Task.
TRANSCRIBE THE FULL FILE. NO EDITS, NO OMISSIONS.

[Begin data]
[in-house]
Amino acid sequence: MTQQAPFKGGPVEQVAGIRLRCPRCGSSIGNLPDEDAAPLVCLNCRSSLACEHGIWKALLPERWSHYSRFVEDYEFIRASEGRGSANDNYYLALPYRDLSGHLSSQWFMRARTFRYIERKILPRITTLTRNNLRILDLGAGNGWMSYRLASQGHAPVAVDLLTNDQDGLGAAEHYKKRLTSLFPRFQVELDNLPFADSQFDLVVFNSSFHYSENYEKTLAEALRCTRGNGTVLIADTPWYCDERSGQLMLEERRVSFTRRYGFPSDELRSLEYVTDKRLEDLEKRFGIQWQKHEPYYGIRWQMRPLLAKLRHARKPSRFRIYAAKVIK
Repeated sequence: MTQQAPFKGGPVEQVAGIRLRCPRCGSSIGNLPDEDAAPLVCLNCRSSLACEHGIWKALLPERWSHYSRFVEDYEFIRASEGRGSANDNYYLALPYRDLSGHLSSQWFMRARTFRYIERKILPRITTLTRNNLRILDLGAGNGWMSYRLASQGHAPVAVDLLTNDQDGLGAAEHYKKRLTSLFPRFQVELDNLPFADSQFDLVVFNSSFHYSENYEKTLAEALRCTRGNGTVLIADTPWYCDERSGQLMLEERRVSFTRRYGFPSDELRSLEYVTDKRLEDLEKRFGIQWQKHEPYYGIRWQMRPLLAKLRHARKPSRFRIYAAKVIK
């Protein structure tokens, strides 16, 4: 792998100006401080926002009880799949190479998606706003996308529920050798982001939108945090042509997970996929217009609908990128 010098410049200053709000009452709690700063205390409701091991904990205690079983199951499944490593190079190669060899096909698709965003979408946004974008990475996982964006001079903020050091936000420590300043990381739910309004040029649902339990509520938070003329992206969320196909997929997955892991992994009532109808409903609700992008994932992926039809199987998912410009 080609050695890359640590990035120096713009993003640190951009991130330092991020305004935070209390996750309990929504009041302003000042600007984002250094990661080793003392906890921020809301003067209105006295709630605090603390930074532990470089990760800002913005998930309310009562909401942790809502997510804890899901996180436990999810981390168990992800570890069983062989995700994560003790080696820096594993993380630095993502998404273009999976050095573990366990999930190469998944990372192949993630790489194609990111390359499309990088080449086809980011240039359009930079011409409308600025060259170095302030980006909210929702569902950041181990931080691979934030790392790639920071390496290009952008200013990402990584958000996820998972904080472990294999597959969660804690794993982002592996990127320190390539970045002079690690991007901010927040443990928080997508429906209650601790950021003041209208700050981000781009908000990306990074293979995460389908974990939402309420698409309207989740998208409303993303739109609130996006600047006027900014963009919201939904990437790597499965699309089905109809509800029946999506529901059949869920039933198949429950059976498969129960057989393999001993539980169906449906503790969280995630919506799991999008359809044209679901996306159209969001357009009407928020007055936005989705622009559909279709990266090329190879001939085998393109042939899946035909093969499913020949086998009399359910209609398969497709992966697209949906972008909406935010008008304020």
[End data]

[in-house]
Amino acid sequence: MTQQAPFKGGPVEQVAGIRLRCPRCGSSIGNLPDEDAAPLVCLNCRSSLACEHGIWKALLPERWSHYSRFVEDYEFIRASEGRGSANDNYYLALPYRDLSGHLSSQWFMRARTFRYIERKILPRITTLTRNNLRILDLGAGNGWMSYRLASQGHAPVAVDLLTNDQDGLGAAEHYKKRLTSLFPRFQVELDNLPFADSQFDLVVFNSSFHYSENYEKTLAEALRCTRGNGTVLIADTPWYCDERSGQLMLEERRVSFTRRYGFPSDELRSLEYVTDKRLEDLEKRFGIQWQKHEPYYGIRWQMRPLLAKLRHARKPSRFRIYAAKVIK
Repeated sequence: MTQQAPFKGGPVEQVAGIRLRCPRCGSSIGNLPDEDAAPLVCLNCRSSLACEHGIWKALLPERWSHYSRFVEDYEFIRASEGRGSANDNYYLALPYRDLSGHLSSQWFMRARTFRYIERKILPRITTLTRNNLRILDLGAGNGWMSYRLASQGHAPVAVDLLTNDQDGLGAAEHYKKRLTSLFPRFQVELDNLPFADSQFDLVVFNSSFHYSENYEKTLAEALRCTRGNGTVLIADTPWYCDERSGQLMLEERRVSFTRRYGFPSDELRSLEYVTDKRLEDLEKRFGIQWQKHEPYYGIRWQMRPLLAKLRHARKPSRFRIYAAKVIK
């Protein structure tokens, strides 16, 4: 792998100006401080926002009880799949190479998606706003996308529920050798982001939108945090042509997970996929217009609908990128 010098410049200053709000009452709690700063205390409701091991904990205690079983199951499944490593190079190669060899096909698709965003979408946004974008990475996982964006001079903020050091936000420590300043990381739910309004040029649902339990509520938070003329992206969320196909997929997955892991992994009532109808409903609700992008994932992926039809199987998912410009 080609050695890359640590990035120096713009993003640190951009991130330092991020305004935070209390996750309990929504009041302003000042600007984002250094990661080793003392906890921020809301003067209105006295709630605090603390930074532990470089990760800002913005998930309310009562909401942790809502997510804890899901996180436990999810981390168990992800570890069983062989995700994560003790080696820096594993993380630095993502998404273009999976050095573990366990999930190469998944990372192949993630790489194609990111390359499309990088080449086809980011240039359009930079011409409308600025060259170095302030980006909210929702569902950041181990931080691979934030790392790639920071390496290009952008200013990402990584958000996820998972904080472990294999597959969660804690794993982002592996990127320190390539970045002079690690991007901010927040443990928080997508429906209650601790950021003041209208700050981000781009908000990306990074293979995460389908974990939402309420698409309207989740998208409303993303739109609130996006600047006027900014963009919201939904990437790597499965699309089905109809509800029946999506529901059949869920039933198949429950059976498969129960057989393999001993539980169906449906503790969280995630919506799991999008359809044209679901996306159209969001357009009407928020007055936005989705622009559909279709990266090329190879001939085998393109042939899946035909093969499913020949086998009399359910209609398969497709992966697209949906972008909406935010008008304020």